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Anemia Portland ME

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Robert Damian Sansonetti, MD
(207) 774-8274
48 Gilman St
Portland, ME
Specialties
Obstetrics & Gynecology
Gender
Male
Education
Medical School: Univ Of Ct Sch Of Med, Farmington Ct 06032
Graduation Year: 1988

Data Provided By:
Martin Lloyd Robbins, MD
(207) 774-1726
148 State St
Portland, ME
Specialties
Obstetrics & Gynecology
Gender
Male
Education
Medical School: Univ Of Il Coll Of Med, Chicago Il 60680
Graduation Year: 1980

Data Provided By:
Donald Joseph Mc Crann Jr, MD
(207) 771-5549
887 Congress St Ste 200
Portland, ME
Specialties
Obstetrics & Gynecology
Gender
Male
Education
Medical School: Tufts Univ Sch Of Med, Boston Ma 02111
Graduation Year: 1967

Data Provided By:
Joseph Robt Wax, MD
(804) 398-5456
887 Congress St Ste 200
Portland, ME
Specialties
Obstetrics & Gynecology
Gender
Male
Education
Medical School: New York Med Coll, Valhalla Ny 10595
Graduation Year: 1986

Data Provided By:
Michael Czerkes
(207) 662-7060
22 Bramhall St
Portland, ME
Specialty
Obstetrics & Gynecology

Data Provided By:
Jacquelyn Blackstone
(207) 771-5549
887 Congress St
Portland, ME
Specialty
Obstetrics & Gynecology

Data Provided By:
Danielle M Salhany
(207) 662-7060
22 Bramhall St
Portland, ME
Specialty
Obstetrics & Gynecology

Data Provided By:
Warren Charles Baldwin, MD
(207) 773-3412
38 Neal St
Portland, ME
Specialties
Obstetrics & Gynecology
Gender
Male
Education
Medical School: Harvard Med Sch, Boston Ma 02115
Graduation Year: 1947

Data Provided By:
Christine L Werner
(207) 662-7060
22 Bramhall St
Portland, ME
Specialty
Obstetrics & Gynecology

Data Provided By:
Margaret J Schoeller
(207) 761-2587
1355 Congress Street
Portland, ME
Specialty
Obstetrics & Gynecology

Data Provided By:
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Anemia

    Blood is the life-maintaining fluid that circulates through the body's heart, arteries, veins, and capillaries. It carries away waste matter and carbon dioxide, and brings nourishment, electrolytes, hormones, vitamins, antibodies, heat, and oxygen to the tissues.

    What is anemia?

    Anemia is a condition of too few red blood cells, or a lowered ability of the red blood cells to carry oxygen or iron. Tissue enzymes dependent on iron can affect cell function in nerves and muscles. The fetus is dependent on the mother’s blood and anemia may be associated with poor fetal growth, preterm birth, and low birth weight.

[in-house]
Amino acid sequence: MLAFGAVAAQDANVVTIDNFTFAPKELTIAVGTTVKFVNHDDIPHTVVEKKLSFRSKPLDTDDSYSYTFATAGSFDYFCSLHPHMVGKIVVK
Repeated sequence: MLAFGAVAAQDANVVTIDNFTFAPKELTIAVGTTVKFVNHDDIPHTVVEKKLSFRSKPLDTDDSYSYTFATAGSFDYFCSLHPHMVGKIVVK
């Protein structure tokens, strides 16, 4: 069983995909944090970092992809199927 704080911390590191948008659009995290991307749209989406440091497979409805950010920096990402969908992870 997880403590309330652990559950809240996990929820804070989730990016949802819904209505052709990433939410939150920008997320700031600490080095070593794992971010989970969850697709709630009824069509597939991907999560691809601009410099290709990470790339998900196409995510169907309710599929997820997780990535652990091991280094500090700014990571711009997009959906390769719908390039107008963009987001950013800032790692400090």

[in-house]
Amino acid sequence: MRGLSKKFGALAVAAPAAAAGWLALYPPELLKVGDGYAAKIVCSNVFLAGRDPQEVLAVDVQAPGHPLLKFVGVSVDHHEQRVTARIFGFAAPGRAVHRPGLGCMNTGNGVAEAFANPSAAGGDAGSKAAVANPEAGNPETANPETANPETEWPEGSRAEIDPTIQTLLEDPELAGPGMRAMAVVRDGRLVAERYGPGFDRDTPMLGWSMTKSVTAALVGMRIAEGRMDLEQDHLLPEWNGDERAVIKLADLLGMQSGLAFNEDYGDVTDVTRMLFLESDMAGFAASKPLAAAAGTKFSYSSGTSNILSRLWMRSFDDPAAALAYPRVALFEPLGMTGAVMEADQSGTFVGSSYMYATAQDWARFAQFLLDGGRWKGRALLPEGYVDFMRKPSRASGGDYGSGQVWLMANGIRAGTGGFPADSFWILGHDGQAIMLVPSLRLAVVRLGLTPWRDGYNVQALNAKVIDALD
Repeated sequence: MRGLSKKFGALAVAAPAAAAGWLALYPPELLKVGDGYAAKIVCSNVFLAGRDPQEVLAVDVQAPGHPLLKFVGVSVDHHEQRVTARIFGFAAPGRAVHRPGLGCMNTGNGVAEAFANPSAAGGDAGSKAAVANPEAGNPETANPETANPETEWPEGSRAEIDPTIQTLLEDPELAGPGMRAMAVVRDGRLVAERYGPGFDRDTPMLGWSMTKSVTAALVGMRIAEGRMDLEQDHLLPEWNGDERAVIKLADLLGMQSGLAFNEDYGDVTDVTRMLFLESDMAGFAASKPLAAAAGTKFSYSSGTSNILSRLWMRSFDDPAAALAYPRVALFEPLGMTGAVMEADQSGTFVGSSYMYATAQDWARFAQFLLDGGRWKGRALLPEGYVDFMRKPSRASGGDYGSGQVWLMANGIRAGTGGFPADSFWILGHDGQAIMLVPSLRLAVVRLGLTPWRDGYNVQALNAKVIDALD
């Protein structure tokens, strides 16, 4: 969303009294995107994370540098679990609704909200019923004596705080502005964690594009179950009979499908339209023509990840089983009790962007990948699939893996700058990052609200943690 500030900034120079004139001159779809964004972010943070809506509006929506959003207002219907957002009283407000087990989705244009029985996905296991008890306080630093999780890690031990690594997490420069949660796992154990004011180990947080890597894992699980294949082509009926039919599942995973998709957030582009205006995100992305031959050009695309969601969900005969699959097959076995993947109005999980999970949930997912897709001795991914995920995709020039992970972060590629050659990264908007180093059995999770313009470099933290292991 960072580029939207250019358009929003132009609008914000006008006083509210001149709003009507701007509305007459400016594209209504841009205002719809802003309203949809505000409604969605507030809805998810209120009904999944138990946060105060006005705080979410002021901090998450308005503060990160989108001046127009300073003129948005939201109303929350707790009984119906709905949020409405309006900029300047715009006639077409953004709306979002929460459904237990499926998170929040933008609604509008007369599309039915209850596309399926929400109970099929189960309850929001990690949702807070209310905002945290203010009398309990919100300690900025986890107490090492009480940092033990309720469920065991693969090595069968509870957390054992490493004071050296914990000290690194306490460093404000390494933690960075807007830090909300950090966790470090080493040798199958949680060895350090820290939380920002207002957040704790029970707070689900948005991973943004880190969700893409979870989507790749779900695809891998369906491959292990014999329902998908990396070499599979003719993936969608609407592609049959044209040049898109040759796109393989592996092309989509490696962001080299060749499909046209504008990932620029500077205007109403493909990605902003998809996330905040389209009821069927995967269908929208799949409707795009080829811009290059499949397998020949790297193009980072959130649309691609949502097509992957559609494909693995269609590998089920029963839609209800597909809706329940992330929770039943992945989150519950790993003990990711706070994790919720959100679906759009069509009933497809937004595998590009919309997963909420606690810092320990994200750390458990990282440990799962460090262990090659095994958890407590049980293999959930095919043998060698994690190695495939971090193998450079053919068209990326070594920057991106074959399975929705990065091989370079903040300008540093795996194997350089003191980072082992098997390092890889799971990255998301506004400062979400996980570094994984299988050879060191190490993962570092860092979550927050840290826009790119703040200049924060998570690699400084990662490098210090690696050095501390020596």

What are the most common types of anemias to occur during pregnancy?

    There are several types of anemias that may occur in pregnancy. These include:

    • anemia of pregnancy
      In pregnancy, a woman’s blood volume increases by as much as 50 percent. This causes the concentration of red blood cells in her body to become diluted. This is sometimes called anemia of pregnancy and is not considered abnormal unless the levels fall too low.
    • iron deficiency anemia
      Iron is an important nutrient for the formation of red blood cells. During pregnancy, the fetus uses iron from the mother’s red blood cells for growth and development, especially in the last three months of pregnancy. If a mother has excess iron stored in her bone marrow before she becomes pregnant, she can use those stores during pregnancy to help meet her baby’s needs. Women who do not have adequate iron stores can develop iron deficiency anemia. This is the most common type of anemia in pregnancy. It is caused by a lack of iron in the blood, which is necessary to make hemoglobin - the part of blood that distributes oxygen from the lungs to tissues in the body. Good nutrition before becoming pregnant is important to help build up these stores and prevent iron deficiency anemia.
    • vitamin B12 deficiency
      Vitamin B12 is important in forming red blood cells and in protein synthesis. Women who are vegans (who eat no animal products) are most likely to develop vitamin B12 deficiency. Including animal foods in the diet such as milk, cheese, yogurt meats, eggs, and poultry can prevent vitamin B12 deficiency. Strict vegans may receive supplemental vitamin B12 by injection during pregnancy.
    • blood loss  
      Blood loss at delivery and postpartum (after delivery) can also cause anemia. The average blood loss with a vaginal birth is about 500 milliliters, and about 1,000 milliliters with a cesarean delivery. Adequate iron stores can help a woman replace lost red blood cells.
    • folate deficiency
      Folate, also called folic acid, is a B-vitamin that works with iron to help with cell growth. Folate deficiency in pregnancy is often associated with iron deficiency since both folic acid and iron are found in the same types of foods. Research shows that folic acid may help red...
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